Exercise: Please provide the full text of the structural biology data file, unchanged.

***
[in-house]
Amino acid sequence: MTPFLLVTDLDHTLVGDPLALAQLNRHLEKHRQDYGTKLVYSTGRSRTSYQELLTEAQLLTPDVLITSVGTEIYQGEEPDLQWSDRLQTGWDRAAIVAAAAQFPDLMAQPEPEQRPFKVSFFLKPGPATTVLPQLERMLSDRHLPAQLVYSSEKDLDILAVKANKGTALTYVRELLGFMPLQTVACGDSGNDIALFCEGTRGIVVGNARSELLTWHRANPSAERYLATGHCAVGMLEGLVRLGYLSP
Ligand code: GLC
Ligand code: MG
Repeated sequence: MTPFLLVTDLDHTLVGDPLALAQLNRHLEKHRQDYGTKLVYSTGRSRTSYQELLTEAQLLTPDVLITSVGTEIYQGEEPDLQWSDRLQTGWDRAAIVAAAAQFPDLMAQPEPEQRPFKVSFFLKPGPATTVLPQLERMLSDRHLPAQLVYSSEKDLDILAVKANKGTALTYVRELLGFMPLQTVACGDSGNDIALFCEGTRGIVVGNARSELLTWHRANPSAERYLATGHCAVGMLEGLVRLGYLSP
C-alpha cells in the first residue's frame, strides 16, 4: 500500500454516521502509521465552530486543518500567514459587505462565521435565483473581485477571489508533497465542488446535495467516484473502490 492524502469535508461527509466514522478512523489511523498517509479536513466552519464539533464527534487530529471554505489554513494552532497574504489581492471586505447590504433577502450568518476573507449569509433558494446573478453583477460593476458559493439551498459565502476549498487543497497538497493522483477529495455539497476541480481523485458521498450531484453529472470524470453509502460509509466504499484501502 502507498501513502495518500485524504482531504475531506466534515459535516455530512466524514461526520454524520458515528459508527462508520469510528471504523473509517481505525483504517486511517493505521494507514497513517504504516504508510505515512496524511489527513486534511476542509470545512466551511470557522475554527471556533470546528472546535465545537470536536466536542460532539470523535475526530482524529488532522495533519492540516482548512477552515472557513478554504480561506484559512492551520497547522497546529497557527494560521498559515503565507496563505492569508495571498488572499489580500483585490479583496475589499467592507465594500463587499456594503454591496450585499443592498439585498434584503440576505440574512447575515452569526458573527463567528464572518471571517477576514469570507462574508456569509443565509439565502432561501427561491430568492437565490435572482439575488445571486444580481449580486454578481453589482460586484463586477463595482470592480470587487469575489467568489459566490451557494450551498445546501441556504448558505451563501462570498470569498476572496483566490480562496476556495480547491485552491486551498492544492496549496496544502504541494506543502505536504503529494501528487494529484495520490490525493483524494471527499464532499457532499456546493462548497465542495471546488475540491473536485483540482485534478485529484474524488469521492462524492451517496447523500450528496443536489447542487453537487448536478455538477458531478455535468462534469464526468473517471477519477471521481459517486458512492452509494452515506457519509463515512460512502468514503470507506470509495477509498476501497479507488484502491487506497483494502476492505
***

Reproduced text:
[in-house]
Amino acid sequence: MTPFLLVTDLDHTLVGDPLALAQLNRHLEKHRQDYGTKLVYSTGRSRTSYQELLTEAQLLTPDVLITSVGTEIYQGEEPDLQWSDRLQTGWDRAAIVAAAAQFPDLMAQPEPEQRPFKVSFFLKPGPATTVLPQLERMLSDRHLPAQLVYSSEKDLDILAVKANKGTALTYVRELLGFMPLQTVACGDSGNDIALFCEGTRGIVVGNARSELLTWHRANPSAERYLATGHCAVGMLEGLVRLGYLSP
Ligand code: GLC
Ligand code: MG
Repeated sequence: MTPFLLVTDLDHTLVGDPLALAQLNRHLEKHRQDYGTKLVYSTGRSRTSYQELLTEAQLLTPDVLITSVGTEIYQGEEPDLQWSDRLQTGWDRAAIVAAAAQFPDLMAQPEPEQRPFKVSFFLKPGPATTVLPQLERMLSDRHLPAQLVYSSEKDLDILAVKANKGTALTYVRELLGFMPLQTVACGDSGNDIALFCEGTRGIVVGNARSELLTWHRANPSAERYLATGHCAVGMLEGLVRLGYLSP
C-alpha cells in the first residue's frame, strides 16, 4: 500500500454516521502509521465552530486543518500567514459587505462565521435565483473581485477571489508533497465542488446535495467516484473502490 492524502469535508461527509466514522478512523489511523498517509479536513466552519464539533464527534487530529471554505489554513494552532497574504489581492471586505447590504433577502450568518476573507449569509433558494446573478453583477460593476458559493439551498459565502476549498487543497497538497493522483477529495455539497476541480481523485458521498450531484453529472470524470453509502460509509466504499484501502 502507498501513502495518500485524504482531504475531506466534515459535516455530512466524514461526520454524520458515528459508527462508520469510528471504523473509517481505525483504517486511517493505521494507514497513517504504516504508510505515512496524511489527513486534511476542509470545512466551511470557522475554527471556533470546528472546535465545537470536536466536542460532539470523535475526530482524529488532522495533519492540516482548512477552515472557513478554504480561506484559512492551520497547522497546529497557527494560521498559515503565507496563505492569508495571498488572499489580500483585490479583496475589499467592507465594500463587499456594503454591496450585499443592498439585498434584503440576505440574512447575515452569526458573527463567528464572518471571517477576514469570507462574508456569509443565509439565502432561501427561491430568492437565490435572482439575488445571486444580481449580486454578481453589482460586484463586477463595482470592480470587487469575489467568489459566490451557494450551498445546501441556504448558505451563501462570498470569498476572496483566490480562496476556495480547491485552491486551498492544492496549496496544502504541494506543502505536504503529494501528487494529484495520490490525493483524494471527499464532499457532499456546493462548497465542495471546488475540491473536485483540482485534478485529484474524488469521492462524492451517496447523500450528496443536489447542487453537487448536478455538477458531478455535468462534469464526468473517471477519477471521481459517486458512492452509494452515506457519509463515512460512502468514503470507506470509495477509498476501497479507488484502491487506497483494502476492505